• Illinois
  • Louisiana
  • Massachusetts
  • Michigan
  • Minnesota
  • Montana
  • New Mexico
  • New York
  • Oregon
  • Tennessee
  • Texas
  • Utah
  • Virginia
  • Wisconsin
  • Puerto Rico
  • Guam


  • Since 1980, the Wabanaki tribes have been excluded from at least 151 federal laws that would have supported tribal members, including legislation meant to improve public health, respond to natural disasters, promote economic development, and protect the environment. (See specific examples below.)
  • HR 6707 would put the Wabanaki on equal footing as all other federally-recognized tribes after 40 years of second-class treatment.
  • Tribes in Maine should not be the only Indigenous people in the country excluded from federal legislation that is specifically meant to address their needs.
  • Passing HR 6707 would represent a significant step toward equalizing the federal treatment of Wabanaki tribes with that of tribes in the rest of the country. This legislation is supported by all of the tribes in Maine.
  • While this would only affect tribes in Maine, the entire federal government, including Congress, has a trust responsibility to these tribes.
  • There are good precedents to this bill. Congress has enacted amendments to settlement acts multiple times in recent decades. And in 1983, Congress even amended MICSA itself.
  • Examples of federal laws that have excluded tribes in Maine since 1980 include:
    • The Stafford Act. The Stafford Act makes funds available to tribes that declare a state of emergency in response to natural disasters or public health emergencies. Wabanaki tribes have been denied access to Stafford Act funds, including to address the opioid epidemic in their communities.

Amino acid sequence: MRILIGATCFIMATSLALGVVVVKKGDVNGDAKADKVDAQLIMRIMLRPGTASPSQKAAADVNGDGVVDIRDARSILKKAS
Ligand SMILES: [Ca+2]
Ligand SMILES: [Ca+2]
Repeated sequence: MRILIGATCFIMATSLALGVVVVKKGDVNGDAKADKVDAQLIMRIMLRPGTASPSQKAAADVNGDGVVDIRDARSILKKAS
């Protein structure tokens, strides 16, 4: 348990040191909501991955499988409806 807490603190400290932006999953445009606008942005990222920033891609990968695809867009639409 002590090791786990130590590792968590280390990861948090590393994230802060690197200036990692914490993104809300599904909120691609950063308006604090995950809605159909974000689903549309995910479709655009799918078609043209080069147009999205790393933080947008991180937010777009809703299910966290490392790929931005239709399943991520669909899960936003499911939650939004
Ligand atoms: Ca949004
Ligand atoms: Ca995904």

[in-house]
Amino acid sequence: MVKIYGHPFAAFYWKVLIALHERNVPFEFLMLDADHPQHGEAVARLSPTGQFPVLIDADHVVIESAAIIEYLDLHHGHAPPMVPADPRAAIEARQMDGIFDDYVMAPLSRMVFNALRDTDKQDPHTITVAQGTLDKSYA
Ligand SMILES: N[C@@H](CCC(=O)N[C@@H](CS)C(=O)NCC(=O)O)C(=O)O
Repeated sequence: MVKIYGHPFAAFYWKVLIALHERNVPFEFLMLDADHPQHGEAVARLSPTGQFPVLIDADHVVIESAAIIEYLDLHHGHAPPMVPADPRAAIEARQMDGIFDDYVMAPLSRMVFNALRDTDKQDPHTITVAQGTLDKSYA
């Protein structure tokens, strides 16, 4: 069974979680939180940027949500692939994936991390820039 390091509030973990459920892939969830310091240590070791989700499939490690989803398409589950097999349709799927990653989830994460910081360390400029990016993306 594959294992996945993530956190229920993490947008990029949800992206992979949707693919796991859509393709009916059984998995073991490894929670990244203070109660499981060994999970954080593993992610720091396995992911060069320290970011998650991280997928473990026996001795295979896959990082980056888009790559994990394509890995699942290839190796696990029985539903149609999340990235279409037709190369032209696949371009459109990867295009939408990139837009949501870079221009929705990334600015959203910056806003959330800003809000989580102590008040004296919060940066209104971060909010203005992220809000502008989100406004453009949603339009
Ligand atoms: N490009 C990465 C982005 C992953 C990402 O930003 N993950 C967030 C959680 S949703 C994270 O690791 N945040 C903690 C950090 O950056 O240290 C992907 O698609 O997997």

• Violence Against Women Act (VAWA). VAWA permits tribes to arrest and prosecute non-Indians who commit certain domestic violence crimes in tribal communities. The Wabanaki tribes fought for years to use VAWA to enhance public safety but VAWA implementation was blocked in Maine until a new state law was passed after significant and lengthy negotiations between tribal and state parties.
    • Indian Health Care Improvement Act (IHCIA). Permanently authorized in 2010 as part of the Affordable Care Act, the IHCIA included a provision to improve the ability of tribal governments to recruit licensed medical professionals to work in tribal health centers. The provision was included in the IHCIA to combat the challenges that tribes face in trying to recruit medical professionals in rural and often isolated tribal communities. The State of Maine has sought to prevent Wabanaki tribes from recruiting licensed medical professionals under this law.
    • Environmental Protection Laws. Through the Clean Water Act and the Clean Air Act, Congress has authorized Indian tribes to assume primary regulatory authority for administering federal environmental programs on Indian lands. The Wabanaki tribes have been the vanguards of environmental stewardship in Maine for generations, as reflected through more recent efforts to promote higher water quality, to ensure clean drinking water, and to restore wildlife and marine resource habitats. These efforts have been routinely stymied due to court battles over the extent to which Wabanaki tribes can access federal laws aimed at enhancing the ability of tribes to protect the environment.


The Honorable Raul Grijalva
Committee on Natural Resources
U.S. House of Representatives
Washington, DC 20515

The Honorable Bruce Westerman
Ranking Member
Committee on Natural Resources
U.S. House of Representatives
Washington, DC 20515

Dear Chairman Grijalva and Ranking Member Westerman,

[Include the body of your letter here, drawing from the talking points above and your own personal experience and how passing this bill would improve the lives of you and your family, your community and the entire state of Maine.]


[Your name]
[Your town]

cc: Representative Jared Golden
Representative Chellie Pingree


Email your letter to NRDems@mail.house.gov and  ken.degenfelder@mail.house.gov and copy aaron.sege@mail.house.gov and evan.johnston@mail.house.gov